24th of December: Holly Lisle
Holly Lisle writes fiction and builds courses that teach writing fiction, has more than a million books in print, and in her spare time is a gamer and Minecraft nerd who loves FPS and space sims, and who built a whole slew of life-sized spaceships and space stations and one largish city just so she could remember where things go in her stories. (At least that's her excuse.)

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Memories of Snow

by Holly Lisle

Before this moment, I saw things, ran beneath the sun, beneath the rain. I ate, played, learned, grew strong and fast, raced and climbed.

In uncounted ways, in countless memories, I embraced the world’s joys and sorrows, the passage of time, the flow of seasons. I remember the bright new growth of spring, the heat of summer in places where things grew… and in places where they did not. I remember the rich earth smells of autumn, and most and best, in the places and times where there was true winter and where snow fell, I remember snow.

Life is a funny thing, isn’t it? Every living creature is made of the same molecules as every creature that died before it. I don’t recall where I learned that, but learn it I did. And I saved it as a tiny treasure, a secret and lovely knowledge, that I was a part of the existence of the world and would always be.

The atoms in me were the atoms of kings and paupers, of heroes and cowards, of the good and the evil, but they did not define me. They simply connected me to everything that had come before, and gave me the chance to do what I would with those atoms, to leave something wonderful or something terrible at the end of my borrowing of them.

Then I would pass them on, and my atoms would be part of something else.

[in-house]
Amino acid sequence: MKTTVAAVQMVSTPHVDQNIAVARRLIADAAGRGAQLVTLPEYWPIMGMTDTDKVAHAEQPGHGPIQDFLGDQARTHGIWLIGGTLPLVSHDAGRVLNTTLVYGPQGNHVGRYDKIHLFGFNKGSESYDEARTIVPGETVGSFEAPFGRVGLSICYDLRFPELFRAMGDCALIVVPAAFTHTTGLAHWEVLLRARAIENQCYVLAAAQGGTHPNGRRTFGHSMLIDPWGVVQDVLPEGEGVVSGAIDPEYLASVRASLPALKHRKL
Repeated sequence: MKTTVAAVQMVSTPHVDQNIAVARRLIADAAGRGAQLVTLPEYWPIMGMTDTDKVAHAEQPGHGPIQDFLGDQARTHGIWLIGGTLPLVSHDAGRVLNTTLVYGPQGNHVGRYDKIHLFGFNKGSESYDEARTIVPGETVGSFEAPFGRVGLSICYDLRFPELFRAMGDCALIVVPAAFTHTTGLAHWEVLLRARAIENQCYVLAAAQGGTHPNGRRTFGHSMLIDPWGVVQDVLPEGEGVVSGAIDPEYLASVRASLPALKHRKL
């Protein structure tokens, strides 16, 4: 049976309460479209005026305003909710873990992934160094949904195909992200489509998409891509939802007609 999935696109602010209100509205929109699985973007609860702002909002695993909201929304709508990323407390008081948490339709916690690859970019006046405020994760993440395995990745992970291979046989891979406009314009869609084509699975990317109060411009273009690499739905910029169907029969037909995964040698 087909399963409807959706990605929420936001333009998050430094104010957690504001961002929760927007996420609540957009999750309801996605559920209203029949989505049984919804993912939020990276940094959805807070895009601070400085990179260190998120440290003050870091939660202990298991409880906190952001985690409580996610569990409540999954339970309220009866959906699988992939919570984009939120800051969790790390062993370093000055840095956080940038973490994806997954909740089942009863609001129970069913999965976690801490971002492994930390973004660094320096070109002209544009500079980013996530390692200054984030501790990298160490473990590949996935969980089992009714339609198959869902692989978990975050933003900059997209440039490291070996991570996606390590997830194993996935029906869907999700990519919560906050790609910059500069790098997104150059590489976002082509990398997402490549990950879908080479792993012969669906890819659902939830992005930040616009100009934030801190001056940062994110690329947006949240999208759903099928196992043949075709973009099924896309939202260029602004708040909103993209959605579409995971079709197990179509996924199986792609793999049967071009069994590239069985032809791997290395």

So I lived. And sometimes I lived well, and sometimes I lived badly.

So I died, and sometimes I did that well or badly, too.

But life, whether short or long, is lived just the same, and a whole life can be a moment or an eternity.

This life? It will be just a moment, and it will be an odd moment, for as I catch myself in thought, I realize that I awaken falling.

I fall from darkness and silence into scattered and colorful lights, toward houses and people in streets singing, toward a moment I have seen in other guises from other angles. It takes a moment, but I hear the echoes of other voices, recall the visions of long-closed eyes.

Kersfees, Kalikimaka, Weihnachten, Kalėdos, Krismasi, Nadolig, hari Natal, рождество, Christmas.

I fall, scattered and soft, into the singing, and part of me falls on upturned faces and warm places and melts away to nothing instantly. Part of me, though, gathers in a soft white blanket on the ground, and for a while I can hold on to all the lives I’ve touched and all the creatures I have been, and catch fleeting memories of life itself. I know that when the warmth returns, I will melt, and flow into the ground and up to the clouds, and become different parts of other lives everywhere once again.

But for the moment I know that what divides the world is illusion. That everything that has ever lived and everything that ever will is connected—is a part of Life itself. And Life is larger, older, deeper, stranger, and more wonderful than any one creature can conceive. But its wonder is not outside our reach.

All lives connect. All lives are small, and short. But Life goes on, and in its pieces, in the joy we bring, if even for a moment and if even to only a few, with the memories of what we were and the wonder of what we may yet become, we who live imbue every atom with wonder.

When you are someday snow, remember.

 

If you like this story, visit Holly Lisle's homepage.

 

It's Christmas Eve today, therefore you get a second story by Marya Miller.

 

© Holly Lisle, 2018ff